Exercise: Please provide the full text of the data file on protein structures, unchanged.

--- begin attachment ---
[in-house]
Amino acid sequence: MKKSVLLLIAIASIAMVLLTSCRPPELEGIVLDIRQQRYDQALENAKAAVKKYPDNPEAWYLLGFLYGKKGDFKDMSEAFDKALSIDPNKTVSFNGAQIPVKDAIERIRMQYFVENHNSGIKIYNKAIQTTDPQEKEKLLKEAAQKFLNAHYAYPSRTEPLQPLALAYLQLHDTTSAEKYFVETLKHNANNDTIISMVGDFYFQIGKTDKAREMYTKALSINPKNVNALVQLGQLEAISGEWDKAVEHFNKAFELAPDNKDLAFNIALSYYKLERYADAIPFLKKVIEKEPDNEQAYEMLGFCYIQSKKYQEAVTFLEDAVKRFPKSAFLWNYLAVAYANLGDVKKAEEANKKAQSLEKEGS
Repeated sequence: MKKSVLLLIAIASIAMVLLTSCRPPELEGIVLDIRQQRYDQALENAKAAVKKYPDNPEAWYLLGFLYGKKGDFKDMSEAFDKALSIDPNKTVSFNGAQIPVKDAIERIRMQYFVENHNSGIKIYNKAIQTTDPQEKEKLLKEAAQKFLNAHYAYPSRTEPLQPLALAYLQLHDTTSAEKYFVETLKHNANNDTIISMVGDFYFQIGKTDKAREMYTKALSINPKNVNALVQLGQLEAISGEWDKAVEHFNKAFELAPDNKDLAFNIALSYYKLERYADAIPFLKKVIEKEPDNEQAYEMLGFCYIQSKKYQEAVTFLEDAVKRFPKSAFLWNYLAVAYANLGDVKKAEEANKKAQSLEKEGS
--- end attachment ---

[in-house]
Amino acid sequence: MKKSVLLLIAIASIAMVLLTSCRPPELEGIVLDIRQQRYDQALENAKAAVKKYPDNPEAWYLLGFLYGKKGDFKDMSEAFDKALSIDPNKTVSFNGAQIPVKDAIERIRMQYFVENHNSGIKIYNKAIQTTDPQEKEKLLKEAAQKFLNAHYAYPSRTEPLQPLALAYLQLHDTTSAEKYFVETLKHNANNDTIISMVGDFYFQIGKTDKAREMYTKALSINPKNVNALVQLGQLEAISGEWDKAVEHFNKAFELAPDNKDLAFNIALSYYKLERYADAIPFLKKVIEKEPDNEQAYEMLGFCYIQSKKYQEAVTFLEDAVKRFPKSAFLWNYLAVAYANLGDVKKAEEANKKAQSLEKEGS
Repeated sequence: MKKSVLLLIAIASIAMVLLTSCRPPELEGIVLDIRQQRYDQALENAKAAVKKYPDNPEAWYLLGFLYGKKGDFKDMSEAFDKALSIDPNKTVSFNGAQIPVKDAIERIRMQYFVENHNSGIKIYNKAIQTTDPQEKEKLLKEAAQKFLNAHYAYPSRTEPLQPLALAYLQLHDTTSAEKYFVETLKHNANNDTIISMVGDFYFQIGKTDKAREMYTKALSINPKNVNALVQLGQLEAISGEWDKAVEHFNKAFELAPDNKDLAFNIALSYYKLERYADAIPFLKKVIEKEPDNEQAYEMLGFCYIQSKKYQEAVTFLEDAVKRFPKSAFLWNYLAVAYANLGDVKKAEEANKKAQSLEKEGS